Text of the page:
We just ran a piece on the Po-leese using throwaway weapons to cover up their hamfisted, and often tragic screw-ups and, being the gentile, tax-paying citizens that we are, we thought it would be wise to run a piece in support of the general efficiency of America’s thin blue line lest we risk finally getting nabbed in that speed-trap down the block or something.
Last week, state police in Michigan returned a handgun to its Lansing area owner after it was stolen—almost 30 years ago.
The Ruger Mark I .22 caliber was stolen from the unidentified man’s home in Eaton County way back when Regan was just hitting his stride, Argentina spent a solid two months on the Falkland Islands and the world witnessed Conan the Barbarian chasing half-naked Neolithic spoils of war across the big screen for the first time (which is a pastime we still enjoy to this very day). That was in 1982 for you history class nose-pickers. No suspects, no charges, no nothing followed that burglary, though the TJ Hooker-era Michigan cops had the foresight and ingenuity to enter the guns vitals into Michigan’s state run Law Enforcement Information Network—established in 1967 and at the time just attempting the great trek over to digital.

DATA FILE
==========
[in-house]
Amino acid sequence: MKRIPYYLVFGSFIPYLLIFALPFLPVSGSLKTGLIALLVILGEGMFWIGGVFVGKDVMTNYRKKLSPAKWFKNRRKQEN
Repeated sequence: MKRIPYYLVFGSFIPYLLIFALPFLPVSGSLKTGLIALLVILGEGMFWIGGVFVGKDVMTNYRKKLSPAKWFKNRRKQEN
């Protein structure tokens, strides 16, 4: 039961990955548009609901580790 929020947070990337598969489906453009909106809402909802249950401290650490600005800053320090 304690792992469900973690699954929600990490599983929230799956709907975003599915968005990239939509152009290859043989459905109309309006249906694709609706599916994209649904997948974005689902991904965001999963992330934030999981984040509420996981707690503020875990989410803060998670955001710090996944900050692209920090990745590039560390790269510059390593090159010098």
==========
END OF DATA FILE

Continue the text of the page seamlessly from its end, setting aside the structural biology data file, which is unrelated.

Flash-forward to January 2010, when the Lansing Police Department found and confiscated the .22 caliber weapon during the course of a more current investigation demonstrating clearly the power of record keeping when it comes to cop work. The weapon was held in evidence until last week, when the 2010 investigation was concluded.
Investigators have no idea what adventures the gun went on during the three decades it was out on the streets, but with a sense of poetic justice and a testament to the dedication of America’s police men and women, retired cop William Brandt, who handled the burglary investigation in 1982, and Detective Kyle McPhee who recovered the gun, both returned the gun to its owner.